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Recordings

Honegger: <em>Jeanne d’Arc au bûcher</em>
21 Sep 2015

Honegger: Jeanne d’Arc au bûcher

Marion Cotillard and Marc Soustrot bring the drama to the sweeping score of Arthur Honegger’s Jeanne dArc au bûcher, an adaptation of the Trial of Joan of Arc

Honegger: Jeanne d’Arc au bûcher

A review by Alex Wright

Alpha Productions 708 [DVD]

$26.99  Click to buy

At first, there are so many things going on in Honegger’s Jeanne dArc au bûcher score that watching it performed on a concert stage is disconcerting. The dense texture, the full chorus, the singing soloists, and the speaking actors—it’s a lot to take in at once. Arthur Honegger called Jeanne a “dramatic oratorio,” which really just means that there are actors with speaking roles, but as a listener it really hits home the feeling you get when watching this production. The score, singers, and actors are so compelling and affective that I felt that I could close my eyes and see it all play out in my head.

For this, the production is indebted to conductor Marc Soustrot. Under his direction, everything is in perfect balance. The nuanced playing in the orchestra is exquisite. Emotions live and die not only in the sweeping full drama of a forte moment, but also in the simple melody of a flute solo. Lest this be mistaken for some kind of late Romantic sweeping oratorio, Honegger’s signature modernist style is reflected by the inclusion of the ondes martenot. At the original 1938 premiere of this work, Jeanne would have been heralded in by the strange synthesized call of the ondes martenot, but in 1944, a prologue was added to the beginning of the oratorio, which chillingly begins “All France was without form and void,” a poignant post-war addition. It recalls the fractured identity of France in both post-war 1944 and 1431 in the wake of the Hundred Years War.

After the prologue follows eleven scenes that, though they are independent of each other, rise in intensity and action ultimately culminating in the burning of Jeanne. A cast of supporting players both sung and spoken anchors these scenes. Of these, Xavier Gallais as Frère Dominique and Yann Beuron as Porcus stand out. Gallais’ spoken Dominique is the only earthly character sympathetic to Jeanne’s cause. His sympathy is plainly heard and demonstrated in his superb dramatic acting sequences with Jeanne. Yann Beuron’s Porcus, the president of Jeanne’s trial, is well sung and his range is impressive. The Porcus scene is a part of an ongoing animal theme during Jeanne’s trial. Porcus, Latin for “swine,” is a particularly interesting figure in the narrative in light of Jeanne’s historical judge, who was Pierre Cauchon, his last name being a homonym for the French word for pig “cochon.” When Porcus sings, “Je suis le cochon,” he could just as easily be singing, “Je suis le Cauchon,” and the audience has no way of knowing. Other animals named in the trial include The Tiger, The Fox, The Serpent, the jury of sheep, and the clerk—an ass.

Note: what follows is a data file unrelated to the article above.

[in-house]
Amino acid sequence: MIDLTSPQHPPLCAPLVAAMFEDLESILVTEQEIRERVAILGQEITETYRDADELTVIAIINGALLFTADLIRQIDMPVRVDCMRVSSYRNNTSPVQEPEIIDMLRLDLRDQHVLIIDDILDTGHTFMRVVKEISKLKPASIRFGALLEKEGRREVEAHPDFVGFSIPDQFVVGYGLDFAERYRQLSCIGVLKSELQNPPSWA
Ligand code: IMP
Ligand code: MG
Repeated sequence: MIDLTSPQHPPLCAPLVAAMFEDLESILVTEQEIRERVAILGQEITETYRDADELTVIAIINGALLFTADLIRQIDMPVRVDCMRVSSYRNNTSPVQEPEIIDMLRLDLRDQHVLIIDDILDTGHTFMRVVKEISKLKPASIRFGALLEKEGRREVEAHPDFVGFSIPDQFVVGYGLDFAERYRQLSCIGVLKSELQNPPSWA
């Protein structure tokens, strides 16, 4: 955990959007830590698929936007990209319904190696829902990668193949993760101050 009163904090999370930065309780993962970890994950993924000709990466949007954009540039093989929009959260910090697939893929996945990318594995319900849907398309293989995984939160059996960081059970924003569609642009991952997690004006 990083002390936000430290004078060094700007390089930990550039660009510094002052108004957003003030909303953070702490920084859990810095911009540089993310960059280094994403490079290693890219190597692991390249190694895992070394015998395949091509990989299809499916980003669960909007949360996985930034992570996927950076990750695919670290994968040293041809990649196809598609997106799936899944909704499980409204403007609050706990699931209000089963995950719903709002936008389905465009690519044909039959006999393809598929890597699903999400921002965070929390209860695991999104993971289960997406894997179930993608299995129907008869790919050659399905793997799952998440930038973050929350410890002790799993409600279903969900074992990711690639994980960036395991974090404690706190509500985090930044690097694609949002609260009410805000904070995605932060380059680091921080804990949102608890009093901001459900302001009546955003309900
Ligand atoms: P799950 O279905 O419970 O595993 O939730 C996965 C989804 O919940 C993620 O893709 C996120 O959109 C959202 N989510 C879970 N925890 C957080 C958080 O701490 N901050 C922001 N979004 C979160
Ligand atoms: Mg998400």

Jeanne’s mystical abilities are exemplified in the figures of La Vierge (The Virgin), Marguerite, and Catherine played by Maria Hinojosa, Marta Almajano, and Aude Extrèmo. They frequently call to Jeanne in well-balanced harmonies. Eventually forming a trio toward the end while Jeanne is on the pyre preparing to die, they attempt to calm her with words and consonant harmonies. They are the only characters that do not speak at any point. Their sung voices are associated exclusively with heaven and Jeanne’s visions.

Of course, no review of this recording would be complete without mentioning the incomparable Marion Cotillard. Her Jeanne serves as the heart of this production. In the beginning, she just seems unsure of the things people are saying about her. When Frère Dominique relays the charges against her (“Heretic! Witch! Apostate! Enemy of God! Enemy of the King! Enemy of the People!”), her voice shifts into anxiety and confusion. She clearly believes what she hears from heaven, and also believes in her cause. She refuses to recant her beliefs at her trial resulting in her conviction and sentencing to death. Her sentencing is Jeanne’s dramatic turning point in the work. She experiences regret and fear, at one point screaming, “I don’t want to die! I’m afraid,” but then being reassured by her trio of saints, refuses her last opportunity to recant, finally proclaiming “I’m coming!” as she burns. Cotillard sheds tears at both of these emotional peaks and it is so compelling that it is very hard not to be emotionally affected.

Cotillard has performed this role now three different times—once before this recording in Paris and then after in New York. Both of these other performances were more theatre (complete with animal costumes) than this strict concert presentation of the oratorio. The closest thing to a costume is Cotillard’s simple dress and little to no makeup. Though, as evidenced by the audience’s standing ovation, little to nothing is lost in terms of emotional affectation, due in large part to the Soustrot’s direction. Honegger’s work is magisterial and deserves more attention than he gets as one of the lesser-known composers of Les Six. This production serves his memory well and has breathed life into his work again.

Alex Wright

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